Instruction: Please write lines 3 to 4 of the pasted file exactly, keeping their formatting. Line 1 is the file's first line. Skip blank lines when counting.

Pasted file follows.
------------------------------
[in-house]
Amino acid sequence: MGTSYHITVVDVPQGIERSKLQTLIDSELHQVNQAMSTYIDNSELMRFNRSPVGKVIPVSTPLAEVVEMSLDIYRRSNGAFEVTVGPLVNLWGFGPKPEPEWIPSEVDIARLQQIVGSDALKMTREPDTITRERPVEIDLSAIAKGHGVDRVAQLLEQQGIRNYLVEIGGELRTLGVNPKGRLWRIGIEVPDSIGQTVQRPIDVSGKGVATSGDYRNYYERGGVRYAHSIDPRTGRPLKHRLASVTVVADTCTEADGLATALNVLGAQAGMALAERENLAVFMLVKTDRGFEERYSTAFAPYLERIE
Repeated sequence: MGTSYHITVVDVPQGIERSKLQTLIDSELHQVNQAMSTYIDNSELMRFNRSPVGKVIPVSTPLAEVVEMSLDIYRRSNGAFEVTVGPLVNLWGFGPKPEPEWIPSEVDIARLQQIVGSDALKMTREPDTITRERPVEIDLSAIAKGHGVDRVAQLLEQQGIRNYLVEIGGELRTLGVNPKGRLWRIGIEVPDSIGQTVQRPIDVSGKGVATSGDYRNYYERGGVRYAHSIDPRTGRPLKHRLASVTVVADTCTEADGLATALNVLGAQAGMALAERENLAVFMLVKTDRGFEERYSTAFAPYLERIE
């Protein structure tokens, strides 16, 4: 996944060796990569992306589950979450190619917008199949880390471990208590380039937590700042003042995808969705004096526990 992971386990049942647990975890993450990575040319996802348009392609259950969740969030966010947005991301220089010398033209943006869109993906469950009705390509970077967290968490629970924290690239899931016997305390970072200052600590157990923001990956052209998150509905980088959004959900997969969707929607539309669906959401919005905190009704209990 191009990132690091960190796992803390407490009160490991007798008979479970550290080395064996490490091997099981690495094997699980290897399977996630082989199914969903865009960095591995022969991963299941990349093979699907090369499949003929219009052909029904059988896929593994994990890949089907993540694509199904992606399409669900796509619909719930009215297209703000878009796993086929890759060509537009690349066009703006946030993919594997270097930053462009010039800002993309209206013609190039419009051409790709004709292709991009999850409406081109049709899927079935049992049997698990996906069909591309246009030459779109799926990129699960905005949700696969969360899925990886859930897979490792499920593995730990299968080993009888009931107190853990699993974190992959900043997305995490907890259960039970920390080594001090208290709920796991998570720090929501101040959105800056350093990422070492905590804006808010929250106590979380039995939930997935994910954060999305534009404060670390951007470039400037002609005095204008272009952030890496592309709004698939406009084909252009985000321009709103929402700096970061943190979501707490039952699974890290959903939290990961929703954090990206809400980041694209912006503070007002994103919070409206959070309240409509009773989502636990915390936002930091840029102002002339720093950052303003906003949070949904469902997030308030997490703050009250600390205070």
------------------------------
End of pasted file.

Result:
Repeated sequence: MGTSYHITVVDVPQGIERSKLQTLIDSELHQVNQAMSTYIDNSELMRFNRSPVGKVIPVSTPLAEVVEMSLDIYRRSNGAFEVTVGPLVNLWGFGPKPEPEWIPSEVDIARLQQIVGSDALKMTREPDTITRERPVEIDLSAIAKGHGVDRVAQLLEQQGIRNYLVEIGGELRTLGVNPKGRLWRIGIEVPDSIGQTVQRPIDVSGKGVATSGDYRNYYERGGVRYAHSIDPRTGRPLKHRLASVTVVADTCTEADGLATALNVLGAQAGMALAERENLAVFMLVKTDRGFEERYSTAFAPYLERIE
């Protein structure tokens, strides 16, 4: 996944060796990569992306589950979450190619917008199949880390471990208590380039937590700042003042995808969705004096526990 992971386990049942647990975890993450990575040319996802348009392609259950969740969030966010947005991301220089010398033209943006869109993906469950009705390509970077967290968490629970924290690239899931016997305390970072200052600590157990923001990956052209998150509905980088959004959900997969969707929607539309669906959401919005905190009704209990 191009990132690091960190796992803390407490009160490991007798008979479970550290080395064996490490091997099981690495094997699980290897399977996630082989199914969903865009960095591995022969991963299941990349093979699907090369499949003929219009052909029904059988896929593994994990890949089907993540694509199904992606399409669900796509619909719930009215297209703000878009796993086929890759060509537009690349066009703006946030993919594997270097930053462009010039800002993309209206013609190039419009051409790709004709292709991009999850409406081109049709899927079935049992049997698990996906069909591309246009030459779109799926990129699960905005949700696969969360899925990886859930897979490792499920593995730990299968080993009888009931107190853990699993974190992959900043997305995490907890259960039970920390080594001090208290709920796991998570720090929501101040959105800056350093990422070492905590804006808010929250106590979380039995939930997935994910954060999305534009404060670390951007470039400037002609005095204008272009952030890496592309709004698939406009084909252009985000321009709103929402700096970061943190979501707490039952699974890290959903939290990961929703954090990206809400980041694209912006503070007002994103919070409206959070309240409509009773989502636990915390936002930091840029102002002339720093950052303003906003949070949904469902997030308030997490703050009250600390205070």